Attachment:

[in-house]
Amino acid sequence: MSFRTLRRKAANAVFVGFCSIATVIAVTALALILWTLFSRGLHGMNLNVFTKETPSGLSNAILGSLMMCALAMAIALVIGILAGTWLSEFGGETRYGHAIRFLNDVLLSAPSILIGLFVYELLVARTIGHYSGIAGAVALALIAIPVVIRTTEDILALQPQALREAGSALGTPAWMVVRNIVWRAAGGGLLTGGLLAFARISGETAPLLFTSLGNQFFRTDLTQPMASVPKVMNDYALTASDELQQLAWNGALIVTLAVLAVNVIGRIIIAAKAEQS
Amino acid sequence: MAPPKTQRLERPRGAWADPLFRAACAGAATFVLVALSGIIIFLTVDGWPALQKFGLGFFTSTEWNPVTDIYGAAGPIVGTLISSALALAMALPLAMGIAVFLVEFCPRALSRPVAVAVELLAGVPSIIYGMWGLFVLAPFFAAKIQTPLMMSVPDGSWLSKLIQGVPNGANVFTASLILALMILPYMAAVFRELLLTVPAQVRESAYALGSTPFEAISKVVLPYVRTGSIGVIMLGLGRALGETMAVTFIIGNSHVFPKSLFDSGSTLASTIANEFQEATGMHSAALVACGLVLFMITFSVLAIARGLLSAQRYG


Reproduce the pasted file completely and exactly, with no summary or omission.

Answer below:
[in-house]
Amino acid sequence: MSFRTLRRKAANAVFVGFCSIATVIAVTALALILWTLFSRGLHGMNLNVFTKETPSGLSNAILGSLMMCALAMAIALVIGILAGTWLSEFGGETRYGHAIRFLNDVLLSAPSILIGLFVYELLVARTIGHYSGIAGAVALALIAIPVVIRTTEDILALQPQALREAGSALGTPAWMVVRNIVWRAAGGGLLTGGLLAFARISGETAPLLFTSLGNQFFRTDLTQPMASVPKVMNDYALTASDELQQLAWNGALIVTLAVLAVNVIGRIIIAAKAEQS
Amino acid sequence: MAPPKTQRLERPRGAWADPLFRAACAGAATFVLVALSGIIIFLTVDGWPALQKFGLGFFTSTEWNPVTDIYGAAGPIVGTLISSALALAMALPLAMGIAVFLVEFCPRALSRPVAVAVELLAGVPSIIYGMWGLFVLAPFFAAKIQTPLMMSVPDGSWLSKLIQGVPNGANVFTASLILALMILPYMAAVFRELLLTVPAQVRESAYALGSTPFEAISKVVLPYVRTGSIGVIMLGLGRALGETMAVTFIIGNSHVFPKSLFDSGSTLASTIANEFQEATGMHSAALVACGLVLFMITFSVLAIARGLLSAQRYG